Of course not all days are created equal and father and son are both undeniably and infuriating in their stubbornness and this manifests in a showdown at teeth brushing time. They are both fierce in their independence and let’s face it sometimes emotions get a bit intense and patience can be a struggle when you parent a little person. Attitude and behaviours are sparked by these wild emotions and holy god it’s exhausting. Our natural state seems to be one of push and pull. But thank god those times are short lived and they are also unimportant and we are then reminded to try harder next time.
If motherhood strips you bare then fatherhood strips you back and I’ve witnessed my husband confront a slippery slide of emotions that are by virtue of the highs and lows of parenting. He once described it as having his world not only turned upside down but inside out. Everything changed, his life and his values and it is only now, 4 years later that I think sometimes as the mother I made it all about me, how I was coping, the impact motherhood had on me, on my body and on my life. But it’s not just about me and fatherhood is equal to motherhood.
MM’s first born and only child became his world and watching this from the sideline is breathtaking. He is remarkable in his calm knowledge of what to do and how to be a dad. Whilst I have read articles, books, blogs and googled the shit out of motherhood, he has just got on with it. He has chosen to define fatherhood on his own terms. The discussions they have are silly and funny but wise and measured. The nightly ritual of having a shower together is rowdy and messy and I’m pretty certain he’d rather shower alone than with a four year old, a bunch of plastic turtles, Mr Potato Head and a kitchen whisk but only last night he told me that someday they won’t ever shower together again. He will never know when the last shower together will be. We know the firsts but we don’t get any warning about the lasts and so as much as he misses the daily act of showering in peace he knows the noise and chaos won’t always be.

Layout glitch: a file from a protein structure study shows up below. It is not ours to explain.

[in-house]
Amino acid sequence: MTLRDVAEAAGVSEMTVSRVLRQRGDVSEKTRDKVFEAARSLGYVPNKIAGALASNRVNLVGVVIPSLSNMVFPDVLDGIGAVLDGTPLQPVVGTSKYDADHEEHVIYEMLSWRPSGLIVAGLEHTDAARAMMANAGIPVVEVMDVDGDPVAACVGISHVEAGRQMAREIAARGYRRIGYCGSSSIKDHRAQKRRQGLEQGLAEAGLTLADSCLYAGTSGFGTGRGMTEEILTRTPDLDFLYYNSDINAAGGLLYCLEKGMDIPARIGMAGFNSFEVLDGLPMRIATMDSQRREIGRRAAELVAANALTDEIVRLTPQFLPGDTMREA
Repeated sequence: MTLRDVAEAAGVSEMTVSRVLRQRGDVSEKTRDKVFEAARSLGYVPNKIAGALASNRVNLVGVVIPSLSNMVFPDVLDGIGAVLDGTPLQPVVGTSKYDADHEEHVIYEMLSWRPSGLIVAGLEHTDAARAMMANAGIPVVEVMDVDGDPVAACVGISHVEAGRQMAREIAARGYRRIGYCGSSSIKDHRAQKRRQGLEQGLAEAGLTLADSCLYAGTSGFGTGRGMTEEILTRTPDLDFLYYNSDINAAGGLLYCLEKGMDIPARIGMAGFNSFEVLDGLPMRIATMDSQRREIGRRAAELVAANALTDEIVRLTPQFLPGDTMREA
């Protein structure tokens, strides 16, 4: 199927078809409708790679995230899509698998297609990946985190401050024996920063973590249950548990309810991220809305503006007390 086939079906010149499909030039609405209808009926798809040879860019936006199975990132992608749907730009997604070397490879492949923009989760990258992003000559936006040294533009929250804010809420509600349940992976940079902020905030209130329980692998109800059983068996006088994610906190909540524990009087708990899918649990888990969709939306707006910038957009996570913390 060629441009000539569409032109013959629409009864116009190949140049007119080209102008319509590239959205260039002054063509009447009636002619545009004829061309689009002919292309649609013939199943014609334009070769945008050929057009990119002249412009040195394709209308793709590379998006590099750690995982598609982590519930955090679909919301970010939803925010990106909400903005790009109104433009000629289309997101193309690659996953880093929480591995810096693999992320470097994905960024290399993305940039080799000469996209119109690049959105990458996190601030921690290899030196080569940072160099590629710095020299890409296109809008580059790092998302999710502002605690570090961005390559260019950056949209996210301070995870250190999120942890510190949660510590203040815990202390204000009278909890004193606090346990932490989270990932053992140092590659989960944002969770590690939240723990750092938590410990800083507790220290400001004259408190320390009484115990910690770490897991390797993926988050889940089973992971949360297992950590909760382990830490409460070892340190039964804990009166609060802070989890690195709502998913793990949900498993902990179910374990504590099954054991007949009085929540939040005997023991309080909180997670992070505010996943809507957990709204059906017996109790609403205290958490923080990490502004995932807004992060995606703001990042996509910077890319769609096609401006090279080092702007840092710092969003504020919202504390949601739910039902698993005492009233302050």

I look at the two of them together and the love they have for each other is magical and profound. Sometimes it is in the little things, the shared moments, the private jokes. Days that are filled with swimming classes, washing cars, Shaun the Sheep and the thankless, mundane task of teeth brushing. There is the lego, so much bloody lego but he pieces it together effortlessly whereas I visibly recoil the moment I hear the box tip over. There are the cars, the rubbish trucks and the excavators. During a recent driving trip I pointed out to Charlie the crane truck on the left only to be told it was a hypersonic boom. My girlfriend was recently told that “girls wreck your hearts but boys wreck your houses” and so when we do eventually get around to moving this won’t be before MM has to spend a stupid amount of time plastering and painting because not only has Charlie crashed through our hearts he’s also ruined a few walls and doors. MM is teaching him how to skate through life, literally and metaphorically. Through me he is learning to eat green things and to do handstands on the grass and through his dad he is learning to skim stones over the water and drink the leftover milk from his cereal bowl.
Remembering that to me feminism is about equality I am glad that I have a husband who is raising our son understanding that this is a value I want to inspire. I’m grateful that he is encouraged to cry, that he is learning to apologise when he should and mostly I’m grateful that he sees the way I am loved and respected and so he has this to guide him.
Happy Father’s Day.